But the most memorable fighters in this war are the informal militias found across the country, whose motives for violence range from self-defense to self-indulgence. One fighter explains, with an annoyed air, why he’s taking aim at a sniper: “Someone’s trying to kill us. We are trying to kill them.” Another exudes slow-motion glee while executing his uniformed, hooded prisoners. Another militant mumbles that he’s strung up a local looter in part because the guy had ignored him in high school, a casual malevolence that brought to mind Shad Ledue, the murderous handyman from Sinclair Lewis’s 1935 novel, “It Can’t Happen Here.” Once Ledue gains a little power — just enough — over his kindly but oblivious former employers, his enduring resentment fuels his vengeance.

Civil conflicts are sustained by different groups’ belief that their “position and status in society” have been downgraded, Walter writes. Whether that erosion is real can be less relevant than the feelings of oppression and loss, and the chance to blame and punish someone for it. Once the door has opened just a crack, high school slights and condescending bosses become good excuses — precisely because they’re so petty — for violence.

The power of “Civil War” is that the snippets of context deepen the film’s ambiguity, as well as its realism. The president, we learn in passing, is serving a third term, and the action begins with him rehearsing his lies before addressing the nation. (So was secession a reaction to an authoritarian leader, or was his extended tenure itself a response to regional rebellion?) The president made controversial decisions, like deploying airstrikes against U.S. citizens (a plot point that reminded me of the U.S. killing of the radical cleric Anwar al-Awlaki in 2011) and disbanding the F.B.I. (which evoked the fateful U.S. decision to dissolve the Iraqi military in 2003). The war photographer at the heart of the movie, played by Kirsten Dunst, gained fame in college for snapping a “legendary” photo of something called the Antifa Massacre. (I immediately thought of the indelible Kent State photograph from 1970, also taken by a collegiate photographer, though whether this new massacre was supposedly perpetrated by or against Antifa activists is unclear.)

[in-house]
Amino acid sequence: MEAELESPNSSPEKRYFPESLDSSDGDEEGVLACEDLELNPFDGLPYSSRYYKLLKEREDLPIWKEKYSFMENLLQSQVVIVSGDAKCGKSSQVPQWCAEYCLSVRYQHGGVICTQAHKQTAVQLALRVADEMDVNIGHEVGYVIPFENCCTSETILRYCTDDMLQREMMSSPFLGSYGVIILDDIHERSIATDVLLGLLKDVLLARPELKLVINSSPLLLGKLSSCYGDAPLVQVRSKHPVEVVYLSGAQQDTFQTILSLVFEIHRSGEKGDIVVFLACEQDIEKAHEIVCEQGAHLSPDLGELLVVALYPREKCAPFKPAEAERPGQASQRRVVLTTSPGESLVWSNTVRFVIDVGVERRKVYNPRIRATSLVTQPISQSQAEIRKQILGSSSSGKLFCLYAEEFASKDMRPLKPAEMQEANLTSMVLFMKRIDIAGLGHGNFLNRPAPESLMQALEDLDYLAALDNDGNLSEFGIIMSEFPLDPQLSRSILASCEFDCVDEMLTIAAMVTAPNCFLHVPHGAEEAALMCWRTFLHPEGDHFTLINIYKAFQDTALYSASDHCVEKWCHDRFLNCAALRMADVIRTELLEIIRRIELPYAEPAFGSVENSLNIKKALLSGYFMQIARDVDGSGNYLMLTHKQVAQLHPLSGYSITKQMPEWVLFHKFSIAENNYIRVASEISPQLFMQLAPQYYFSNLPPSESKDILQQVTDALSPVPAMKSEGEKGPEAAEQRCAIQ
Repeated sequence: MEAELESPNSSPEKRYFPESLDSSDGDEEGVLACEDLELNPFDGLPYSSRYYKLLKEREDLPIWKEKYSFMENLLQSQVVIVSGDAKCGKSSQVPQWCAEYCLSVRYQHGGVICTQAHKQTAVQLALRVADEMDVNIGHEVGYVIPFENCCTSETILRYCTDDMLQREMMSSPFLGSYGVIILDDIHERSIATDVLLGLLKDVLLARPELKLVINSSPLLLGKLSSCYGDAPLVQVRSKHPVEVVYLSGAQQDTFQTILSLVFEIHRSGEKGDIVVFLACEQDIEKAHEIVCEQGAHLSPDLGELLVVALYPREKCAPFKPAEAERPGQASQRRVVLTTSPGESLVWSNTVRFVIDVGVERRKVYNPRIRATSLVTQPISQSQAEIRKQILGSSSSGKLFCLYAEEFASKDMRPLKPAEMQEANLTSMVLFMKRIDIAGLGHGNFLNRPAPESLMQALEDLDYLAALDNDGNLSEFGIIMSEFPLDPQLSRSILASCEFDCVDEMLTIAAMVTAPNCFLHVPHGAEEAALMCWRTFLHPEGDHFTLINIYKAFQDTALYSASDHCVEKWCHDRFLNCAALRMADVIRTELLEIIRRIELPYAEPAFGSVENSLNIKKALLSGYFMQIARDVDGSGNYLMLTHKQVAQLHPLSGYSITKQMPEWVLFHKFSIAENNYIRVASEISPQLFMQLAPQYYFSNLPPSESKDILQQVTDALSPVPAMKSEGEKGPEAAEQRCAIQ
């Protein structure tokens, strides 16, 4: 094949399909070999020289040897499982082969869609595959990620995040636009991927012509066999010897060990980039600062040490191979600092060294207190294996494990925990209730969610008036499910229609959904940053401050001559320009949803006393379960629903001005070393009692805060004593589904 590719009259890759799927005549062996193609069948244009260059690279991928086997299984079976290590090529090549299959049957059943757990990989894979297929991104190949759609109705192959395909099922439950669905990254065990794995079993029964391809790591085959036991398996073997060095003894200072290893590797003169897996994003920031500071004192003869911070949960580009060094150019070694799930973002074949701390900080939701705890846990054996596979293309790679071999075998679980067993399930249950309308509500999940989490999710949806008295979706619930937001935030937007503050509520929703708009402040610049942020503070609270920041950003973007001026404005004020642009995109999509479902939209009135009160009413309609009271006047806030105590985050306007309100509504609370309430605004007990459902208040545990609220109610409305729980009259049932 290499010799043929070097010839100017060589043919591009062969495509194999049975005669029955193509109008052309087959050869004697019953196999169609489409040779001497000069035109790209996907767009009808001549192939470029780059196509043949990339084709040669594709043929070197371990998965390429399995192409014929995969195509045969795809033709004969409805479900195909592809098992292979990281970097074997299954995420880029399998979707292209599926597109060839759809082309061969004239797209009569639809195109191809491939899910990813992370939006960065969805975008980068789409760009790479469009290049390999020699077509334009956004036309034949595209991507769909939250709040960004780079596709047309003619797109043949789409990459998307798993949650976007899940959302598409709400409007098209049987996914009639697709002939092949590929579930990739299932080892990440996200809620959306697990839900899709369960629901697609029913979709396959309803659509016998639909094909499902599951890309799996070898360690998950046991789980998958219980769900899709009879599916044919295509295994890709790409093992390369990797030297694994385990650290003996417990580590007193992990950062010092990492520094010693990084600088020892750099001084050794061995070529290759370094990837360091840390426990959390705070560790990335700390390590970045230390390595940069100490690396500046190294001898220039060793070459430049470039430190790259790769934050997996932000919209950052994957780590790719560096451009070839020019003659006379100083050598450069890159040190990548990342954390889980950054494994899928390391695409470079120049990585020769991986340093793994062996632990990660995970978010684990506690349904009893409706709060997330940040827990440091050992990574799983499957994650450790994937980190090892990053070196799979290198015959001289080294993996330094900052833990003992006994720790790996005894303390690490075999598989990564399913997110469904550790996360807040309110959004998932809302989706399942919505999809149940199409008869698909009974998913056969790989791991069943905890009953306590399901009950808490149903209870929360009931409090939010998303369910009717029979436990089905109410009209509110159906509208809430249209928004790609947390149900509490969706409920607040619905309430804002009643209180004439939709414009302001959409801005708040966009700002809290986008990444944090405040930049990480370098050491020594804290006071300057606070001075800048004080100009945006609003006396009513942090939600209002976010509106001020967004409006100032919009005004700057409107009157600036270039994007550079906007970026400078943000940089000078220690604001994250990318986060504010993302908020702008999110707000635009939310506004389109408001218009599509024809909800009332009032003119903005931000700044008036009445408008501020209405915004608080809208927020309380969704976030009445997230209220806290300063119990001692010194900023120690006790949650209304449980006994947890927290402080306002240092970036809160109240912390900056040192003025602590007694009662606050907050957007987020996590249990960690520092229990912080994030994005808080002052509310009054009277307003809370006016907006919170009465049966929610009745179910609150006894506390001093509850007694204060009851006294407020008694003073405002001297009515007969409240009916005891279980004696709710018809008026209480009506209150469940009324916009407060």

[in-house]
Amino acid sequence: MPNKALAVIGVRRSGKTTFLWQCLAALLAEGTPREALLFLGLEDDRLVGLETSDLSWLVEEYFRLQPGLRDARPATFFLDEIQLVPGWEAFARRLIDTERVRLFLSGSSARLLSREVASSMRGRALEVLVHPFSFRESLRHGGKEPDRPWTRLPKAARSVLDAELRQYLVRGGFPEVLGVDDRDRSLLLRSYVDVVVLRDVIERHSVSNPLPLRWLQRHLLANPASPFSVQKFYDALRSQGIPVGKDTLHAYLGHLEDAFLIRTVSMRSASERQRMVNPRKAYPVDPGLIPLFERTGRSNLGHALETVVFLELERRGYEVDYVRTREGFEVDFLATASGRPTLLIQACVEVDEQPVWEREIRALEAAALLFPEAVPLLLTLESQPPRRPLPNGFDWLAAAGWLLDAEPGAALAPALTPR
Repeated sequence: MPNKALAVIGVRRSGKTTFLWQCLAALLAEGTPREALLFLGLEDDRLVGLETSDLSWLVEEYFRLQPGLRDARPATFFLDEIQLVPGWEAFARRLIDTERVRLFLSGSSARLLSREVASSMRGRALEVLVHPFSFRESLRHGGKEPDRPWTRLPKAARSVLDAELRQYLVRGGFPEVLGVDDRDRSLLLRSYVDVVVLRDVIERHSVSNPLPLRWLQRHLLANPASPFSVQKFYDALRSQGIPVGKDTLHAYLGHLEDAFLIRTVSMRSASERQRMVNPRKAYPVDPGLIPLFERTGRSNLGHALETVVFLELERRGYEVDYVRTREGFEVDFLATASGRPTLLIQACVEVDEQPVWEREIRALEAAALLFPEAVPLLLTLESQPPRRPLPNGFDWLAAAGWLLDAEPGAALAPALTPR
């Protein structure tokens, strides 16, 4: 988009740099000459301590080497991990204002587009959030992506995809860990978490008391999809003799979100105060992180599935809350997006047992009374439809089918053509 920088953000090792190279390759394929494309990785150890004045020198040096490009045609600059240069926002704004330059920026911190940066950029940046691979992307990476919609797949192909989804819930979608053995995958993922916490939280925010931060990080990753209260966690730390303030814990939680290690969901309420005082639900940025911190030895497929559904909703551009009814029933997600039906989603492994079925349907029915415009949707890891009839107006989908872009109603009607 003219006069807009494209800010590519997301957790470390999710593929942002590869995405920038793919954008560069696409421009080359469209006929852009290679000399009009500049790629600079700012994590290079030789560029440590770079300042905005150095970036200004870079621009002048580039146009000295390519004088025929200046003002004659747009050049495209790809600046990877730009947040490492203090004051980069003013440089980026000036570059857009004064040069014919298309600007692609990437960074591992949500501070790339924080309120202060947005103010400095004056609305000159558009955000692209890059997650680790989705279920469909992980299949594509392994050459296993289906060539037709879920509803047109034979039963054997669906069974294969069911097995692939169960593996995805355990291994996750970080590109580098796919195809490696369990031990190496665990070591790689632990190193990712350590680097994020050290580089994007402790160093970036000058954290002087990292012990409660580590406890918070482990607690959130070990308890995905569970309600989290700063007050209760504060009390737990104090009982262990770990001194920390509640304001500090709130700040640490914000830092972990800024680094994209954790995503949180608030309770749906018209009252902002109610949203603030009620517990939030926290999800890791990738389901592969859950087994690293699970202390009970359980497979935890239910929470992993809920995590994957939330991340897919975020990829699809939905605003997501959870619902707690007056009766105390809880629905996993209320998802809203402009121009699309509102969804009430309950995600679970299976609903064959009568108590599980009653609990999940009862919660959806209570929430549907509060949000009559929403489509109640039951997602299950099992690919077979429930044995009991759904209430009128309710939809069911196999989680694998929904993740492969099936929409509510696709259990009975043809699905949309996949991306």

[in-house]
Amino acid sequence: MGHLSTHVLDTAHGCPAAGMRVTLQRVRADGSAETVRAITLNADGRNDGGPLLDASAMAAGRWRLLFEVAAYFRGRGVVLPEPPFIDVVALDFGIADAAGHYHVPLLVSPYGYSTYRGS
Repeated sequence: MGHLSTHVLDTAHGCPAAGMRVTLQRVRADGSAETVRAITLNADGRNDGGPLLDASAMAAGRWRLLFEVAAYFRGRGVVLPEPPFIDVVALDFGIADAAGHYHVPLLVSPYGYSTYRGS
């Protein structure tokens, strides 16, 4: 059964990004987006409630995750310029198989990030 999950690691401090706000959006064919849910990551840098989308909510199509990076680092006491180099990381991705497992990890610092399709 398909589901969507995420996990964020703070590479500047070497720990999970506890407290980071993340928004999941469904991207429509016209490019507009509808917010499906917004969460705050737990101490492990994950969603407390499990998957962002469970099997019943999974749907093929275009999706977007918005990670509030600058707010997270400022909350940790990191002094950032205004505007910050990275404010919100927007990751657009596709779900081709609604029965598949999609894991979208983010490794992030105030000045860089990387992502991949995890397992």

“Civil War” is not ripped from the headlines as much as it is stitched from history; it is not a vision of what might happen in America but a collage of what already has happened, some here and much elsewhere.

In that sense, the film is reminiscent of Omar El Akkad’s 2017 novel “American War,” which imagines a new civil conflict late in the 21st century, after climate change has remade the country and a federal prohibition on the use of fossil fuels prompts an uprising by Americans clinging to their guns and gas guzzlers. El Akkad, a journalist who has covered terrorism, military tribunals and mass migration around the world, decides to put them all in one place, a future America where principle has given way to retribution. “This isn’t only about secession anymore,” someone explains after the fighting begins. “This is about avenging our dead.” It’s a book-length rebuttal of American exceptionalism.

“Civil War” issues a similar rebuttal in a lament by Dunst’s character, who struggles with flashbacks from the many conflicts she’s covered and also can’t quite accept that it’s happening here. “Every time I survived a war zone and got the photo,” she says, “I thought I was sending a warning home: Don’t do this. But here we are.”

The missing back story in “Civil War” does not obviate any consideration of how such a war could have begun; it forces viewers to realize that many different roads could get us there. We don’t have to be the United States from the 1850s or the Balkans from the 1990s; we can choose our own misadventure.